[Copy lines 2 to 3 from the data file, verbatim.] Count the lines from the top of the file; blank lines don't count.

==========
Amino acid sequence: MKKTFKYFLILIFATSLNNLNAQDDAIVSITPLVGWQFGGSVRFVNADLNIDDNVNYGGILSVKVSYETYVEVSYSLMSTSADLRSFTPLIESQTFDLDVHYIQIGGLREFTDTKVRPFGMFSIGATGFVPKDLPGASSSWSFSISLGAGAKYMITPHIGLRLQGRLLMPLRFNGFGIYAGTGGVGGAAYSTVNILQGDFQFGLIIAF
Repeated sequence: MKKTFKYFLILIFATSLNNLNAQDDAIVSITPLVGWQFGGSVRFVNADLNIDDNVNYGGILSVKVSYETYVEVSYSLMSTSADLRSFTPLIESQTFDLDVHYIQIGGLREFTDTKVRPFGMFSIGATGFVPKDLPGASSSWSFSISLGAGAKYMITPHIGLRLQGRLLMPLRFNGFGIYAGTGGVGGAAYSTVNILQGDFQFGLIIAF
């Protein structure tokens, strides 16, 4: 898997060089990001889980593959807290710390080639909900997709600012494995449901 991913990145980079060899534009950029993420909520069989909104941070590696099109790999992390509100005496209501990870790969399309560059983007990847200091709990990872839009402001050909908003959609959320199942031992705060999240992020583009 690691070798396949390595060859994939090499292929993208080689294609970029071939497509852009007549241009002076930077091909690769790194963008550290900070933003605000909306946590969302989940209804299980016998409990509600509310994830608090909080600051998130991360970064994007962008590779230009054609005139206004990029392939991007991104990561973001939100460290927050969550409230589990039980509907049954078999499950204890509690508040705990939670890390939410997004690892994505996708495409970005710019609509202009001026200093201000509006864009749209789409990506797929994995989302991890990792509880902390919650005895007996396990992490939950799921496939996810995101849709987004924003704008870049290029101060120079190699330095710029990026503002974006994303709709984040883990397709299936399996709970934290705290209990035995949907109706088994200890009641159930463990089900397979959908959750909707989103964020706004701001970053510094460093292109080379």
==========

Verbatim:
Repeated sequence: MKKTFKYFLILIFATSLNNLNAQDDAIVSITPLVGWQFGGSVRFVNADLNIDDNVNYGGILSVKVSYETYVEVSYSLMSTSADLRSFTPLIESQTFDLDVHYIQIGGLREFTDTKVRPFGMFSIGATGFVPKDLPGASSSWSFSISLGAGAKYMITPHIGLRLQGRLLMPLRFNGFGIYAGTGGVGGAAYSTVNILQGDFQFGLIIAF
């Protein structure tokens, strides 16, 4: 898997060089990001889980593959807290710390080639909900997709600012494995449901 991913990145980079060899534009950029993420909520069989909104941070590696099109790999992390509100005496209501990870790969399309560059983007990847200091709990990872839009402001050909908003959609959320199942031992705060999240992020583009 690691070798396949390595060859994939090499292929993208080689294609970029071939497509852009007549241009002076930077091909690769790194963008550290900070933003605000909306946590969302989940209804299980016998409990509600509310994830608090909080600051998130991360970064994007962008590779230009054609005139206004990029392939991007991104990561973001939100460290927050969550409230589990039980509907049954078999499950204890509690508040705990939670890390939410997004690892994505996708495409970005710019609509202009001026200093201000509006864009749209789409990506797929994995989302991890990792509880902390919650005895007996396990992490939950799921496939996810995101849709987004924003704008870049290029101060120079190699330095710029990026503002974006994303709709984040883990397709299936399996709970934290705290209990035995949907109706088994200890009641159930463990089900397979959908959750909707989103964020706004701001970053510094460093292109080379």